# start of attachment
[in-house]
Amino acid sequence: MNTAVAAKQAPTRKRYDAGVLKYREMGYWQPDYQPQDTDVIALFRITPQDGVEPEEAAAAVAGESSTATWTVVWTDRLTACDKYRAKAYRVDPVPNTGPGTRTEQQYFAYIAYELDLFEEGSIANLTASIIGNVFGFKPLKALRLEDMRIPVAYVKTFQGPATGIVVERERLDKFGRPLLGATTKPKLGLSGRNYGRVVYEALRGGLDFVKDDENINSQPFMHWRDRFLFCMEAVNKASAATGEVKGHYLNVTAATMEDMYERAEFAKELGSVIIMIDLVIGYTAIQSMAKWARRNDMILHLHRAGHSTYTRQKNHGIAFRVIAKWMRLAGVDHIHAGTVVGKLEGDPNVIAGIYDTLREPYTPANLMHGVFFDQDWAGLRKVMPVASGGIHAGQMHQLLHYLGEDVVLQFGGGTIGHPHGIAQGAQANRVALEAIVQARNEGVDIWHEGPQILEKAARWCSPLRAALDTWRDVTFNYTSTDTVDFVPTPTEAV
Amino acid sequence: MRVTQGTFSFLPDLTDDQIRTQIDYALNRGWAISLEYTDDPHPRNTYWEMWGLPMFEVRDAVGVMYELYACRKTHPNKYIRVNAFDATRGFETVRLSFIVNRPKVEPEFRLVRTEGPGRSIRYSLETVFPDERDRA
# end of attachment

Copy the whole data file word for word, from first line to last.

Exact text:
[in-house]
Amino acid sequence: MNTAVAAKQAPTRKRYDAGVLKYREMGYWQPDYQPQDTDVIALFRITPQDGVEPEEAAAAVAGESSTATWTVVWTDRLTACDKYRAKAYRVDPVPNTGPGTRTEQQYFAYIAYELDLFEEGSIANLTASIIGNVFGFKPLKALRLEDMRIPVAYVKTFQGPATGIVVERERLDKFGRPLLGATTKPKLGLSGRNYGRVVYEALRGGLDFVKDDENINSQPFMHWRDRFLFCMEAVNKASAATGEVKGHYLNVTAATMEDMYERAEFAKELGSVIIMIDLVIGYTAIQSMAKWARRNDMILHLHRAGHSTYTRQKNHGIAFRVIAKWMRLAGVDHIHAGTVVGKLEGDPNVIAGIYDTLREPYTPANLMHGVFFDQDWAGLRKVMPVASGGIHAGQMHQLLHYLGEDVVLQFGGGTIGHPHGIAQGAQANRVALEAIVQARNEGVDIWHEGPQILEKAARWCSPLRAALDTWRDVTFNYTSTDTVDFVPTPTEAV
Amino acid sequence: MRVTQGTFSFLPDLTDDQIRTQIDYALNRGWAISLEYTDDPHPRNTYWEMWGLPMFEVRDAVGVMYELYACRKTHPNKYIRVNAFDATRGFETVRLSFIVNRPKVEPEFRLVRTEGPGRSIRYSLETVFPDERDRA